County Tractors set record breaking focus

The County Tractors brand was the focus of a well-attended event at the National Show Centre, beside Dublin airport, at the weekend. Almost 400 County tractor enthusiasts joined together, and some brought their tractors, to provide an impressive backdrop for the evening of reminiscing and rejoicing the former British tractor brand.
The event was organised by the Irish County Tractors Club with support from enthusiastic members from across Ireland. The display of tractors was breath taking. The tractors on show ranged from off-farm models, some of which are paying their way on a daily basis to some superbly restored models that are true showpieces.
Mark Osborne, the current owner of the County Tractors brand was the special guest at the event. He is as passionate as ever about the County Tractor brand as ever, some forty years after his family was a major farming user of County tractors.
He told the audience that Irish County Tractor owners have been so important in the resurgence of the brand. He said that their enthusiasm and support for the brand had helped to keep County Tractors afloat since its liquidation in the 1983. Mark Osborne also told the gathering that there remains good demand for parts for County Tractors and that his companies was now in a position to provide new parts where needed from their location at Wytchwood, Shelley Lane, Romsey, Hampshire, England.
The County Tractors business was started as County Commercials back in 1928 by brothers Ernest Tapp and Percy Tapp. They were originally truck manufacturers, converting trucks from two to three axles, on an early Ford truck chassis. They named the company as County as each of the trucks produced by them at that time, were named after an English county.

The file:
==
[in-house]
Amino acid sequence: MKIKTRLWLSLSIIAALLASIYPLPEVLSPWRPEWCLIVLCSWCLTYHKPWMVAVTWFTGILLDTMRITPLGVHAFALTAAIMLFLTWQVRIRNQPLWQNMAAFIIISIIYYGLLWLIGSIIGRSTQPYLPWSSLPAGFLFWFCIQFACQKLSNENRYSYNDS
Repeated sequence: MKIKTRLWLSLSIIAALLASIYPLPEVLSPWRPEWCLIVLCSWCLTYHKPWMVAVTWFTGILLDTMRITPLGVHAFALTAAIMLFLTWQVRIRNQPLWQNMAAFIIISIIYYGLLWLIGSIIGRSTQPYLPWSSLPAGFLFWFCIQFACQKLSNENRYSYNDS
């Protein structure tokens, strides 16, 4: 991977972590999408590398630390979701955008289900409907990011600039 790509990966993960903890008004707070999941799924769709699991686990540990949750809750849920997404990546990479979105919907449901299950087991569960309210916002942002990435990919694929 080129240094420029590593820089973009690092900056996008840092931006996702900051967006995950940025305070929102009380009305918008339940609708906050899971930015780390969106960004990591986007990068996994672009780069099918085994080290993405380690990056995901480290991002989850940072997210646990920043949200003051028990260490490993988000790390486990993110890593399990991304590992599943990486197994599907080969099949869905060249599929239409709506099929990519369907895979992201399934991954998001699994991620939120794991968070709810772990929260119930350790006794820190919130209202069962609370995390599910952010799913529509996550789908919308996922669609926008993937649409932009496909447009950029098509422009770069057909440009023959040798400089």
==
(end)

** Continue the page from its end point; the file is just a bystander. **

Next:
Tractor production was started almost by accident after the company was requested to produce a crawler tractor for the British Government in 1948. This first tractor was based on a Fordson E27N tractor and the first order of 50 tractors was delivered to British farms in 1949.
Wheeled tractor production at County did not start until 1954 when the County Four-Drive, a wheeled tractor with a crawler tractor drive system, was produced. The company produced crawler tractors up until 1965.
After 1983 the County tractor brand went through a troubled times, firstly taken over by David Gittins to be followed by the Benson Group, where the County operations were moved from the original site in Aldershot in Hampshire to Wales. Tractor dealer and contractor Mark Osborne of A.T. Osborne bought the County parts operation in December 2005, having attempted to buy the business back in 1983.
Osbornes had been a County dealer back in 1981, the first non-Ford dealer appointed as a County specialist. The parts operations stock and all the records and drawings were then moved from Wolverhampton to Ower, back in Hampshire.
Over the company’s 35 years in tractor production, County produced some 35,000 tractors, 75% of which were exported from Britain. The Irish market was then a relatively small one for County and the tractors were mainly sold through Ford tractor dealers.